“There’s a satisfaction in knowing that our work will survive us by generations. That’s something that makes the hair on the back of my neck stand up.”
Pipe organ conservator Jeff Weiler, 62, founded what became JL Weiler, Inc. in 1983. The company’s workshop near 18th and Canal employs ten people, who work to restore, install, repair, and maintain pipe organs in churches, theaters, concert halls, and educational institutions. Until the industrial revolution—and arguably until the development of the telephone relay in the late 19th century—these instruments were the most complex machines devised by humans. Even the most modest pipe organ is a huge piece of musical technology, extending far beyond the console with its keyboards; the largest can have tens of thousands of pipes and weigh 150 tons or more.
JL Weiler’s smallest projects last 12 months or so and cost a few hundred thousand dollars; the biggest, most involved jobs often take three to five years and run to $1 million or more. Locally the company has worked on the organs at Symphony Center, Bond Chapel, and Saint John Cantius Church, among many others. It’s also restored the instrument at the State Theatre in Sydney, Australia, and is just beginning work at the Peking Union Medical College in Beijing, China. Other gigs have taken JL Weiler to Memphis, Tennessee; St. Gallen, Switzerland; and Kuala Lumpur, Malaysia. The company is also rebuilding the organ console from Chicago’s Portage Theater, to be installed in the Egyptian Theatre in DeKalb. The rest of the Egyptian’s instrument—pipes, blower, relays—will come from the Rialto in Washington, D.C., demolished in 1940. Much of JL Weiler’s work is devoted to extending the longevity of such classic theater organs, using materials and techniques employed during their heyday a century ago.
As told to Philip Montoro
I grew up on a farm in Iowa. My mother was an organist, so I had exposure to the two pipe organs in the little central Iowa town in which I was reared, and I was just captivated by the mechanism and the sound. That provided a pretty all-consuming interest from the time that I was four years old.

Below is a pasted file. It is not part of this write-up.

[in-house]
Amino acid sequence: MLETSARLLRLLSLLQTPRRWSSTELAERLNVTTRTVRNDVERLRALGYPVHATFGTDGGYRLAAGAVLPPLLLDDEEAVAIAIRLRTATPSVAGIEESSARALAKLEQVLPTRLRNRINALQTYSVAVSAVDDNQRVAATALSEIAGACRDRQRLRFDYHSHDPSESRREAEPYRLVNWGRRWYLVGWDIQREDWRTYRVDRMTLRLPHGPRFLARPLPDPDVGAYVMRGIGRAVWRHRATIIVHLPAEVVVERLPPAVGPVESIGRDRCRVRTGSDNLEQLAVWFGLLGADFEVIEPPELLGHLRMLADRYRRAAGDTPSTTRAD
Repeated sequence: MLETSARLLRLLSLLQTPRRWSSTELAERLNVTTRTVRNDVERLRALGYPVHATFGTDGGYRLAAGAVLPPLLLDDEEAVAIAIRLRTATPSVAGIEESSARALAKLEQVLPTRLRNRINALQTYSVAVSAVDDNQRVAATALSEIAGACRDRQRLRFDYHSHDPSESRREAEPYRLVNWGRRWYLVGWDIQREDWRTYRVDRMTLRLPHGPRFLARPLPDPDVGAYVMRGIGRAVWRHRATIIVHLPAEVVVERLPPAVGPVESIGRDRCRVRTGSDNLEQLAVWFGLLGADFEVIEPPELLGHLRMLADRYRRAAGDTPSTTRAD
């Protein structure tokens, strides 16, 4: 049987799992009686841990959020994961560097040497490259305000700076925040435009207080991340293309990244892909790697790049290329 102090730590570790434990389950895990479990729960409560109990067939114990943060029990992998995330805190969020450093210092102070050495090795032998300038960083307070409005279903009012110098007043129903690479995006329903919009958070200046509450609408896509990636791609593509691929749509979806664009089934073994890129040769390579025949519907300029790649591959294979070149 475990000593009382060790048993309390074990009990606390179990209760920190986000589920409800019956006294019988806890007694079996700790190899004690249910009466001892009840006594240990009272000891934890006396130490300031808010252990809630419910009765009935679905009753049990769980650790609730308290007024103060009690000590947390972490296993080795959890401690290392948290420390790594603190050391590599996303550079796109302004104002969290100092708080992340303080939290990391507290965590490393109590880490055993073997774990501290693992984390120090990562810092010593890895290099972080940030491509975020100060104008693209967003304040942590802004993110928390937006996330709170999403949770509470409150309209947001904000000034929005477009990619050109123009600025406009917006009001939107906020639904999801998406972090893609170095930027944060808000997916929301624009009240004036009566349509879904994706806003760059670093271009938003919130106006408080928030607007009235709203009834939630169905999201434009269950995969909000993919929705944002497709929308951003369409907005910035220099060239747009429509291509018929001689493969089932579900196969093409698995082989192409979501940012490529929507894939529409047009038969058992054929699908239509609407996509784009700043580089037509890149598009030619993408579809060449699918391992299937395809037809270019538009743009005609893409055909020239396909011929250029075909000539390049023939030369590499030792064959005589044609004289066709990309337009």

At JL Weiler our work ultimately boils down to three things: thanks, respect, and love. We think about the people who crafted these instruments, maybe 100 years ago, maybe 150 years ago. And we see the evidence of their work, we see the marks of their tools. We also think about the people who have played these instruments. We think about the occasions at which these instruments were played, some of them very important. We think about the positions that many of these instruments occupy on the international cultural stage. And we are humbled by that.
What that philosophy means is that for the instruments in our care and the instruments that we restore, the work is guided by the original. We do not wish to leave tracks. We at all times wish to avoid what I call the “canine instinct.” If you have a particular instrument that has existed in a specific way for perhaps 90 years, who are we to change it? Why would we think that we know more than the people who created it? To be completely vulgar, we don’t want to piss on it! Unfortunately, there are those who do.
Jobs vary from a full and complete historically informed restoration on the one hand to, at the other hand, simple, regular tuning and maintenance. We also specialize in conserving the original tonalities of these instruments. Our work as restorers is not necessarily clean-cut and straightforward, because many times we’re called up to reverse changes that occurred in the history of the instrument because their owners wish to recapture something that was lost.
We have a colloquial term in our business for instruments that have been visited. And when I say “visited,” I am speaking in italics. That’s our way of identifying intrusive changes. “Nuking” means the introduction of modern technology, typically solid-state control systems. This is the means by which the organ console communicates with the actual organ. Very often, the instruments we work on use electropneumatic relays—an electropneumatic binary computer. Those are the things that people throw away! It’s easier and cheaper to make that equipment obsolete, in the eyes of many. So you might have a roomful of electropneumatic machinery that is quite easily replaced by a couple of shoeboxes full of integrated circuits.